At 3:00 p.m. today I received this text, What should we have for dinner? I immediately looked at the time and realized I still had not had breakfast or lunch despite that I had been awake since 6:30 this morning. So, my mind drifts off into retrospective thought. What have I done all day? Going over the to-do list in my head, I had come to realize that although tasks had been completed there was still quite a bit on my agenda with very little time left in the day to complete the list. Epic failure or high (aka unrealistic) expectations?
In my never ending quest to use my perfectionist mallet to stomp out my dyslexia demand of extra time to complete tasks, I once again achieved two things. I achieved the daily dose of self-induced frustration mixed with failure for the lack of completed tasks and question. Why can I never get it all done? As if under the surface I already don't know the answer to that question. Really?!
As I looked back on the things I did today a few realizations came to mind. Here is the list of just a few:
- I proofed each sent e-mail twice after running spell check to make sure the content was on point.
- During a multi phone call and e-mail conversation, in regard to a huge project, I asked and provided clarification several times on the same point to ensure I really understood the meaning.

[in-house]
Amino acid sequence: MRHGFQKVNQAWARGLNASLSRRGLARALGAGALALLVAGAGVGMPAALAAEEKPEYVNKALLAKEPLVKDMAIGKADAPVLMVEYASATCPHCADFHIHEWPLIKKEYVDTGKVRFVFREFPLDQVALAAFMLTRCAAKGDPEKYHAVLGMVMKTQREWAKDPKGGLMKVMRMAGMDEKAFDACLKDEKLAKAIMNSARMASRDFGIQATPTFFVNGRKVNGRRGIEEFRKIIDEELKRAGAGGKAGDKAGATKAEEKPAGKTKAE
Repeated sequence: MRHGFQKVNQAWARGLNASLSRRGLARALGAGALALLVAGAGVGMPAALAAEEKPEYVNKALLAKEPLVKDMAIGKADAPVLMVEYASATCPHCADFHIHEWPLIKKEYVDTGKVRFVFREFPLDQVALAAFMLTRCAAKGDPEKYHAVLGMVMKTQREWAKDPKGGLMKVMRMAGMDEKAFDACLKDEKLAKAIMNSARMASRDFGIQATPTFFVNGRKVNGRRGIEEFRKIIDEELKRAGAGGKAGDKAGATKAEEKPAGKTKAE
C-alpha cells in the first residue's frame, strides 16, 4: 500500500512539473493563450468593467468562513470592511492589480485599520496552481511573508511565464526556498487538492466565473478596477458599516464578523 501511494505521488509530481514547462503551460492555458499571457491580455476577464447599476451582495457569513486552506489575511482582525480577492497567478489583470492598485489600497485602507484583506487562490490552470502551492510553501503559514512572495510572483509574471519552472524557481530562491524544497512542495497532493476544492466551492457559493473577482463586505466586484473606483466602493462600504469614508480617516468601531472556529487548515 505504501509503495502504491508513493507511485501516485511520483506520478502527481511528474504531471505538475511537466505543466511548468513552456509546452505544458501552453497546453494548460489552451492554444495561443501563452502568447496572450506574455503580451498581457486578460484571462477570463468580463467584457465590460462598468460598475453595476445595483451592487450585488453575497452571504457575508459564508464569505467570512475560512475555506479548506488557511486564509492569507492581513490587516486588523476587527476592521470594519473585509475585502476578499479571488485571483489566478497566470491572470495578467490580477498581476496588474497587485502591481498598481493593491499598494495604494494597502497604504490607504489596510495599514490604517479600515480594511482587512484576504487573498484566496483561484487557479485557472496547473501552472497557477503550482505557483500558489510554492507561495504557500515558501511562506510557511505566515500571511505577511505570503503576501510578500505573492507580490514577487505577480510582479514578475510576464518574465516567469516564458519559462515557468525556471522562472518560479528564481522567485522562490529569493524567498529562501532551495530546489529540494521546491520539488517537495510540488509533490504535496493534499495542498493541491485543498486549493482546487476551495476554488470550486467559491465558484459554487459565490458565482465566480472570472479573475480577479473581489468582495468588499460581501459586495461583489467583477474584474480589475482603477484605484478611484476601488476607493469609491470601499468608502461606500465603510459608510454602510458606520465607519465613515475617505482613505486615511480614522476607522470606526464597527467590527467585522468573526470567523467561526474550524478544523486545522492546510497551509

- Time got away a bit as unexpected interruptions occurred. Nothing out of the norm, just daily events of business like the phone ringing, texts, responding to Facebook, etc.
- When I am working I find myself sitting quietly. It may look like I am doing nothing however I am thinking about how to execute a task or a project. That took time.
The common thread of all these normal daily events was the extended time factor I require to execute the tasks to the caliber of my expectations.
I need to consciously schedule extra time to allow for my thought process the time it needs. So, at the end of the day will I get less done? That is a matter of perspective. From my perfectionist side, then most likely yes. But, from an overall big picture vantage point the answer is unequivocally NO. Because, at the end of the day, the tasks that were completed are of good quality, I have a feeling of satisfaction that squelches out the feelings of frustration and failure. When tomorrow comes, I look forward to another day of success.
Oh, and what is for dinner?